29.04.2013 - 03.05.2013 20 °C
We started the Inca Trail on 29th April. We weren't off to a good start as Emma and I had just started taking antibiotics for the bad bellies we picked up in Bolivia. Instead of making us feel better we actually started the Trail feeling tired and sick! We had a great group and two excellent guides called Ellistan and Juan. At the start of the Trail we had to show our passports as there are only 500 people allowed on the Inca Trail a day. This number includes the porters who carry all our camping equipment, food and even some of our stuff. The porters are not allowed to carry more than 24kg, which considering they're all about my height and aren't given suitable shoes to wear is crazy. They run ahead of us to set up and cook lunch and then pack up and run ahead of us to set up camp for the night. They are amazing!
On day one we walked pretty quickly, I think Emma and I would've like to stop more but our group were quite speedy. At least we'd stocked up on snacks and there were a few little houses we could buy drinks and snacks at. We passed Inca ruins and looked down at the Urubamba river. The views were great and the sun was out. We got to the campsite (Wayllabamba) earlier than expected. I felt awful so had a rest in the tent before dinner. Luckily we had Mary in our group who's a nurse from the US and she gave us the sympathy we really needed! On the first day we walked about 14km and climbed up 500m.
On day 2 we woke up to the sound of a cockerel and to a cup of coca tea given to us by our lovely guides. We had to climb from 3,100m to 4,215m up to dead woman's pass. I thought it the pass was going to live up to its name that day! Emma and I just plodded along at the back and took our time. The group waited for us at the pass so that we could have a picture together and to give some encouragement. The view was so pretty and we could see the path we'd come up and couldn't believe how far we walked. The altitude had also made it a lot harder to breathe and you get dehydrated very quickly. We then had to walk down continuous steps for about 2 hours. I took it slowly because of my ankle but it meant we got to see hummingbirds and appreciate the view a bit more. We got to the camp and had dinner. Emma only had crackers to eat because she felt so awful which wasn't helped by the disgusting toilets! The camp was at 3,500m and we walked about 10km.
On day 3 we continued to climb up to the second pass of the trail which was 3,950m above sea level. We passed an Inca ruin on the way and walked through cloud forest on the way down to lunch. It started to rain after lunch so Emma and I put on our stylish blue and orange ponchos! We walked through Inca tunnels behind slabs of rocks and got to the 3rd pass (3,670m). We took the path down at a very slow pace and went through a big Inca ruin called Winaywayna where llamas were grazing. We got to the camp just before it got dark. It was a very long day and took us just under 11 hours and we walked about 14km. This was the last night and we got to meet the porters and give them a tip. I also was elected to give a speech to say how grateful we were for all their extremely hard work - I have no idea how they do it and keep smiling! We then had some cake and went to bed.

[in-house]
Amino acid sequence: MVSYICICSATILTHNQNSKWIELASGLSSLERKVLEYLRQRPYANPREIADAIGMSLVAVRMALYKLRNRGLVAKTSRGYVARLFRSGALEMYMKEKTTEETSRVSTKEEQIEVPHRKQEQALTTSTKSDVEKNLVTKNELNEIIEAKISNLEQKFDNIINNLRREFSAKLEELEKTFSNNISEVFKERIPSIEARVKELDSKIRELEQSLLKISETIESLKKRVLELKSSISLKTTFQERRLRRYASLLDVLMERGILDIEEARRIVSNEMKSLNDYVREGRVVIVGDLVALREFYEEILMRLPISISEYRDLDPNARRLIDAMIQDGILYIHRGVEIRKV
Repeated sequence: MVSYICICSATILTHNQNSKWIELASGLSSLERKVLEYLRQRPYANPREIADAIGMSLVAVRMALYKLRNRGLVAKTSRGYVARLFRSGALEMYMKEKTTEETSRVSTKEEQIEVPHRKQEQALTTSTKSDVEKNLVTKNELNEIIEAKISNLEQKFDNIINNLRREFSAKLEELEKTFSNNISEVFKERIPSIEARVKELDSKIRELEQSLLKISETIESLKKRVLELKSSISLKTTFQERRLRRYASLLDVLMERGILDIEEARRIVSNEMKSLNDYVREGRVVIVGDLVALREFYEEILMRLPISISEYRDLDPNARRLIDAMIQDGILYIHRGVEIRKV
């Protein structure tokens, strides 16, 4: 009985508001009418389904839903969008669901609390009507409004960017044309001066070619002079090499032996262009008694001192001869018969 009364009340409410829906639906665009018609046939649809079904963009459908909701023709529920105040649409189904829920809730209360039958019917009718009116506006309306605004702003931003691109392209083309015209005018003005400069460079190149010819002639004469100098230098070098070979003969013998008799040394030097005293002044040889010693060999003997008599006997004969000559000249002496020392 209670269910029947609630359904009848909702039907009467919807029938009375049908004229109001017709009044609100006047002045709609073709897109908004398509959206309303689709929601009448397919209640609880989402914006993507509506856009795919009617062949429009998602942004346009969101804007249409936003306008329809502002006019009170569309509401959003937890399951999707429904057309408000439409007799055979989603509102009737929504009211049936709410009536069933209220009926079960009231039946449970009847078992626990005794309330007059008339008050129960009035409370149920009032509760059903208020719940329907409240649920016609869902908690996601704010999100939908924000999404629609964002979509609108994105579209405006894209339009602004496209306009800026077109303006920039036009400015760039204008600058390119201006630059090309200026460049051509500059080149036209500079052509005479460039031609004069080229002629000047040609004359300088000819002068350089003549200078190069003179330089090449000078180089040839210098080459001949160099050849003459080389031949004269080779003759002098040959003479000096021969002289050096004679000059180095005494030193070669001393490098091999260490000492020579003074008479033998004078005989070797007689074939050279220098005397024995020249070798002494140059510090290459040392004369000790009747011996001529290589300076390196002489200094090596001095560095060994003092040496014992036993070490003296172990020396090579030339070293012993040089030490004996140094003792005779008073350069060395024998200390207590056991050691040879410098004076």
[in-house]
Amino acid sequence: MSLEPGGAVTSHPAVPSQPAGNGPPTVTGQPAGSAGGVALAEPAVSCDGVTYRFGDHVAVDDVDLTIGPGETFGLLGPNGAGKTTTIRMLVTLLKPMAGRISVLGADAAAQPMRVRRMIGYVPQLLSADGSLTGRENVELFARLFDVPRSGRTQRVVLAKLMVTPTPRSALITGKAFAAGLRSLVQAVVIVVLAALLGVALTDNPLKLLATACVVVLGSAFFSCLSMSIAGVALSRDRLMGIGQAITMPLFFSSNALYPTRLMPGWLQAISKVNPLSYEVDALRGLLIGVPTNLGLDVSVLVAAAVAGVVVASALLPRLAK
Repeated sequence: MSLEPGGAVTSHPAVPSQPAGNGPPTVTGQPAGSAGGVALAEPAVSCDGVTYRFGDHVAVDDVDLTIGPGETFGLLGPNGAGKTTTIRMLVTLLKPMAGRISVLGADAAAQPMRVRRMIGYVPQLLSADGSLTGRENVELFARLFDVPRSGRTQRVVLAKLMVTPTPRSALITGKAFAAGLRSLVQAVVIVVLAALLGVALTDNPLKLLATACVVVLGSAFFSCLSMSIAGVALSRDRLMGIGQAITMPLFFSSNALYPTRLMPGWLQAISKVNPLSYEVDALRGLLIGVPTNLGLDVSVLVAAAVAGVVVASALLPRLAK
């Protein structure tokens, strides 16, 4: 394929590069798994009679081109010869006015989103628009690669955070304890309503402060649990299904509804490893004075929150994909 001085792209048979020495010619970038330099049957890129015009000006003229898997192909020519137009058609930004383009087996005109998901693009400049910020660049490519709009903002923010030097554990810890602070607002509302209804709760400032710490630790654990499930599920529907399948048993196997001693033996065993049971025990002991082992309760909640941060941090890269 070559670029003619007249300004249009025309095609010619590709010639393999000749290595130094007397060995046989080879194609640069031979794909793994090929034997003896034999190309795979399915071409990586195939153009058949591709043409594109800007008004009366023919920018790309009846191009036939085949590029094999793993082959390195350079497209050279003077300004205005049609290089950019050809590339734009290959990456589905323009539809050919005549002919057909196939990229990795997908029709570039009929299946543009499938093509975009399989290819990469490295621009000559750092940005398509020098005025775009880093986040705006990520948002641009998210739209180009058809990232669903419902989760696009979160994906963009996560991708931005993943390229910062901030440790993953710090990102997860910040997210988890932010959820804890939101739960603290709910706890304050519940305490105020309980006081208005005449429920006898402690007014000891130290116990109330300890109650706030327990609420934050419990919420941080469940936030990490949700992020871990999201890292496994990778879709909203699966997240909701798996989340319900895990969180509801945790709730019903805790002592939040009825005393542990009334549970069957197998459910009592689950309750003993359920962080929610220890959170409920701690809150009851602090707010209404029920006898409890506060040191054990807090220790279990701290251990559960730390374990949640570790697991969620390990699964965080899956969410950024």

On the 4th and final day we got up at 3.30am to pack up and eat breakfast so that the porters could take all the stuff and run to catch the only train they can get at 5.30am. We then had to wait until 5.30am for the control to open to allow us to walk to Machu Picchu. It was dark and some people were crazy and running ahead. We walked pretty fast and overtook some people to get to the sun gate (Intipata) to get the first glimpse of Machu Picchu. We were so lucky with the weather, we could see the whole of Machu Picchu in the sun. We then walked on to get to the famous ruins and managed to see experience it without the crowds of tourist that get there an hour later. Machu Picchu is so special because the spanish never found it so it was left untouched after its residents fled to the last Inca city. Our guide showed us around and told us everything there was to know about it. I was surprised how animated he was because the rest of us could barely keep our eyes open. We had a look around by ourselves, got a stamp in our passports to say we've been there (had to be done) and then got the bus down to the town below called Aguas Calientes. We had lunch with the group and said our farewells. Despite feeling sick and exhausted the Inca Trail was definitely worth it. Machu Picchu was by far the most interesting ruin we'd seen and the views on the way were incredible!